A billboard that formerly advertised marijuana sales has been replaced after a city councilor complained the sign was next to a children's bus stop.
The old billboard advertised "weedmaps," promoting a website listing information about retail pot shops. The sign was above Maria's Restaurant at the corner of Essex and Locust streets in downtown Haverhill.
"I'm just trying to limit exposure to kids, so they're not being influenced as long as possible," said Councilor Colin LePage, whose complaint led to the change. "It was at a bus stop. That qualifies to ask what that audience (to buy marijuana) is, and it isn't kids at a bus stop.
"It's a city bus stop for Whitter (Regional High School) and a few others," LePage said. "I noted there's at least four different schools that have a pickup at that location. High school students were the oldest, and it went down to middle school ages."
The new replacement billboard encourages children to use seat belts and "buckle up."
LePage had a meeting with Yano Amara of the Clear Channel advertising company on Sept. 17, to tell him the billboard advertising marijuana sales was near the bus stop. Although the sign was more than 500 feet from a school — a threshold for such advertising — LePage pointed out to Amara that children gather there. He also showed Amara a photo of children waiting for the school bus.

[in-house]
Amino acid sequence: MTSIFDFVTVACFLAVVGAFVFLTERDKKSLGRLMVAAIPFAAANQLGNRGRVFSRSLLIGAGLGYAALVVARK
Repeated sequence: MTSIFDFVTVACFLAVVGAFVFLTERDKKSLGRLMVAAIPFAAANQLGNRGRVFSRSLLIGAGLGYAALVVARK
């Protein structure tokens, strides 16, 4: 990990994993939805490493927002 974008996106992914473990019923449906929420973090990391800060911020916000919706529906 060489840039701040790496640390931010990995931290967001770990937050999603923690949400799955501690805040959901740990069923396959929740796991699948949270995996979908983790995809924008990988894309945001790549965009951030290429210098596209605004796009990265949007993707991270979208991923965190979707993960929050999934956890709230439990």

Two days later, LePage received a followup email about the billboard saying Clear Channel "was working on moving it."
LePage said it was unclear if the weedmaps billboard would be relocated in Haverhill.
"He said he would see what he could do, and I believed he would," LePage recounted of his meeting with Amara. "It took a couple of weeks, but we got it (the billboard) changed."
Several weeks ago, LePage gave the City Council a presentation on existing billboard advertising and its influence on young people.
LePage said Massachusetts law prohibits advertising, marketing and branding of marijuana products on any billboard or other outdoor advertising unless current and reliable audience composition data shows that at least 85% of the audience will be 21 or older.
"Posted at a bus stop, that qualifies to ask if that audience isn't kids at a bus stop," LePage said.
Now that marijuana sales are legal in Massachusetts, several pot shops are planning to open in Haverhill. A shop planned for downtown is targeting a date before the end of the year, according to the owner. Another shop plans to open early next year on River Street, its owner said.
At a recent City Council meeting, John Sofis Scheft, a lawyer with the Bellotti Law Group of Boston, who represented the nonprofit Massachusetts Prevention Alliance, said the state Cannabis Control Commission has established the strictest standards in the nation for outdoor advertising.
“You have to prove, in advance, that your billboard is only going to reach an audience where 85% of the audience is 21 and over,” he said, noting that the Massachusetts standard exceeds those of California and Maine.
He said the state’s regulations and law regarding marijuana advertising require “reliable, up to date audience composition data.''